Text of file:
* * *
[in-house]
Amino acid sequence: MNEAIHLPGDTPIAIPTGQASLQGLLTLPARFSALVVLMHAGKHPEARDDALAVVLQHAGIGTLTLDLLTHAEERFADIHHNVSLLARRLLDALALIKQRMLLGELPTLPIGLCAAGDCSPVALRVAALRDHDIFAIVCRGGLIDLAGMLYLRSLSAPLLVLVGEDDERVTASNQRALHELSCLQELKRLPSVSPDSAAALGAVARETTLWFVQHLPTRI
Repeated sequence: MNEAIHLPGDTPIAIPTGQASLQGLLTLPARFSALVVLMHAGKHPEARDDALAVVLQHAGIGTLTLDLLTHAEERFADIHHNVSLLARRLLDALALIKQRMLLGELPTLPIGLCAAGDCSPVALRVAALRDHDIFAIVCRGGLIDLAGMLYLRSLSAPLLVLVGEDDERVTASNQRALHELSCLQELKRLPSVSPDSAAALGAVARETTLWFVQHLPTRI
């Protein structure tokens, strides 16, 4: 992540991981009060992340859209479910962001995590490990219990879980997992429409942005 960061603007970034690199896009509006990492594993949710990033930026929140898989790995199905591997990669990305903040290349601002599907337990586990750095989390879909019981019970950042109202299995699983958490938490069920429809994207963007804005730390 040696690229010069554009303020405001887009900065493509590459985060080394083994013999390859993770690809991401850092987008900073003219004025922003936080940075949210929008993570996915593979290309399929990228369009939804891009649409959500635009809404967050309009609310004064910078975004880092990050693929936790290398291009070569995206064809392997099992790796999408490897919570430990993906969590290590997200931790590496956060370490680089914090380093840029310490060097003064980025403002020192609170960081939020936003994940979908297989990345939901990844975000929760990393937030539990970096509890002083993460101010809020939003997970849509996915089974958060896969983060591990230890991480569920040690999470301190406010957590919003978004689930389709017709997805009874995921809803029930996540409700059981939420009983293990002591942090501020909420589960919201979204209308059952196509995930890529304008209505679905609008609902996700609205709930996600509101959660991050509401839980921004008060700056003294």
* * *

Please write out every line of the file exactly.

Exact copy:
[in-house]
Amino acid sequence: MNEAIHLPGDTPIAIPTGQASLQGLLTLPARFSALVVLMHAGKHPEARDDALAVVLQHAGIGTLTLDLLTHAEERFADIHHNVSLLARRLLDALALIKQRMLLGELPTLPIGLCAAGDCSPVALRVAALRDHDIFAIVCRGGLIDLAGMLYLRSLSAPLLVLVGEDDERVTASNQRALHELSCLQELKRLPSVSPDSAAALGAVARETTLWFVQHLPTRI
Repeated sequence: MNEAIHLPGDTPIAIPTGQASLQGLLTLPARFSALVVLMHAGKHPEARDDALAVVLQHAGIGTLTLDLLTHAEERFADIHHNVSLLARRLLDALALIKQRMLLGELPTLPIGLCAAGDCSPVALRVAALRDHDIFAIVCRGGLIDLAGMLYLRSLSAPLLVLVGEDDERVTASNQRALHELSCLQELKRLPSVSPDSAAALGAVARETTLWFVQHLPTRI
């Protein structure tokens, strides 16, 4: 992540991981009060992340859209479910962001995590490990219990879980997992429409942005 960061603007970034690199896009509006990492594993949710990033930026929140898989790995199905591997990669990305903040290349601002599907337990586990750095989390879909019981019970950042109202299995699983958490938490069920429809994207963007804005730390 040696690229010069554009303020405001887009900065493509590459985060080394083994013999390859993770690809991401850092987008900073003219004025922003936080940075949210929008993570996915593979290309399929990228369009939804891009649409959500635009809404967050309009609310004064910078975004880092990050693929936790290398291009070569995206064809392997099992790796999408490897919570430990993906969590290590997200931790590496956060370490680089914090380093840029310490060097003064980025403002020192609170960081939020936003994940979908297989990345939901990844975000929760990393937030539990970096509890002083993460101010809020939003997970849509996915089974958060896969983060591990230890991480569920040690999470301190406010957590919003978004689930389709017709997805009874995921809803029930996540409700059981939420009983293990002591942090501020909420589960919201979204209308059952196509995930890529304008209505679905609008609902996700609205709930996600509101959660991050509401839980921004008060700056003294």